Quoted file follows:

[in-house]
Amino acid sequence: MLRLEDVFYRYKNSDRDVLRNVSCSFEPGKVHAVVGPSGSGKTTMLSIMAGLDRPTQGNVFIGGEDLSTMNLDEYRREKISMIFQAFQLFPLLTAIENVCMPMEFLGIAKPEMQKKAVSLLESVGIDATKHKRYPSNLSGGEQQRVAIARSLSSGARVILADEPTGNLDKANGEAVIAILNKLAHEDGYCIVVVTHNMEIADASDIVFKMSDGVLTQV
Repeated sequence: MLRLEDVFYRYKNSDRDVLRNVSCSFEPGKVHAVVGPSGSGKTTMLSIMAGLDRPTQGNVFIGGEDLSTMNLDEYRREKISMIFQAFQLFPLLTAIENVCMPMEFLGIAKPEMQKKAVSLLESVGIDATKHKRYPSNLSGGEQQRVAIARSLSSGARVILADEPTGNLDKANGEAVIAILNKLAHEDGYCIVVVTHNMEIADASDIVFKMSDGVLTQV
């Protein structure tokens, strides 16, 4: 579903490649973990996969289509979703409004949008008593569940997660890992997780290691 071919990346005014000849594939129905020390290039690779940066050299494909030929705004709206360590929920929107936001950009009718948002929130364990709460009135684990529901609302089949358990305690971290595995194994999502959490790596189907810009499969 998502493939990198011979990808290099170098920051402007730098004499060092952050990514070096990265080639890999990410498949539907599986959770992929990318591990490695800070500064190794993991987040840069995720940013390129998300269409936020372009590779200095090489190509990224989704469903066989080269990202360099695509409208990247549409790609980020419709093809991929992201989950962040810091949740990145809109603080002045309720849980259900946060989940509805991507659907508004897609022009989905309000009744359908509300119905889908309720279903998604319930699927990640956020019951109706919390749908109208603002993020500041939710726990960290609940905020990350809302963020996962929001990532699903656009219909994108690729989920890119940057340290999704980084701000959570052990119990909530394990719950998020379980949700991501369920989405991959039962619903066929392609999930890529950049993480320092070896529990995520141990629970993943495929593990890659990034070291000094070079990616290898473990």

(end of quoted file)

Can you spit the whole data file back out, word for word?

[in-house]
Amino acid sequence: MLRLEDVFYRYKNSDRDVLRNVSCSFEPGKVHAVVGPSGSGKTTMLSIMAGLDRPTQGNVFIGGEDLSTMNLDEYRREKISMIFQAFQLFPLLTAIENVCMPMEFLGIAKPEMQKKAVSLLESVGIDATKHKRYPSNLSGGEQQRVAIARSLSSGARVILADEPTGNLDKANGEAVIAILNKLAHEDGYCIVVVTHNMEIADASDIVFKMSDGVLTQV
Repeated sequence: MLRLEDVFYRYKNSDRDVLRNVSCSFEPGKVHAVVGPSGSGKTTMLSIMAGLDRPTQGNVFIGGEDLSTMNLDEYRREKISMIFQAFQLFPLLTAIENVCMPMEFLGIAKPEMQKKAVSLLESVGIDATKHKRYPSNLSGGEQQRVAIARSLSSGARVILADEPTGNLDKANGEAVIAILNKLAHEDGYCIVVVTHNMEIADASDIVFKMSDGVLTQV
């Protein structure tokens, strides 16, 4: 579903490649973990996969289509979703409004949008008593569940997660890992997780290691 071919990346005014000849594939129905020390290039690779940066050299494909030929705004709206360590929920929107936001950009009718948002929130364990709460009135684990529901609302089949358990305690971290595995194994999502959490790596189907810009499969 998502493939990198011979990808290099170098920051402007730098004499060092952050990514070096990265080639890999990410498949539907599986959770992929990318591990490695800070500064190794993991987040840069995720940013390129998300269409936020372009590779200095090489190509990224989704469903066989080269990202360099695509409208990247549409790609980020419709093809991929992201989950962040810091949740990145809109603080002045309720849980259900946060989940509805991507659907508004897609022009989905309000009744359908509300119905889908309720279903998604319930699927990640956020019951109706919390749908109208603002993020500041939710726990960290609940905020990350809302963020996962929001990532699903656009219909994108690729989920890119940057340290999704980084701000959570052990119990909530394990719950998020379980949700991501369920989405991959039962619903066929392609999930890529950049993480320092070896529990995520141990629970993943495929593990890659990034070291000094070079990616290898473990």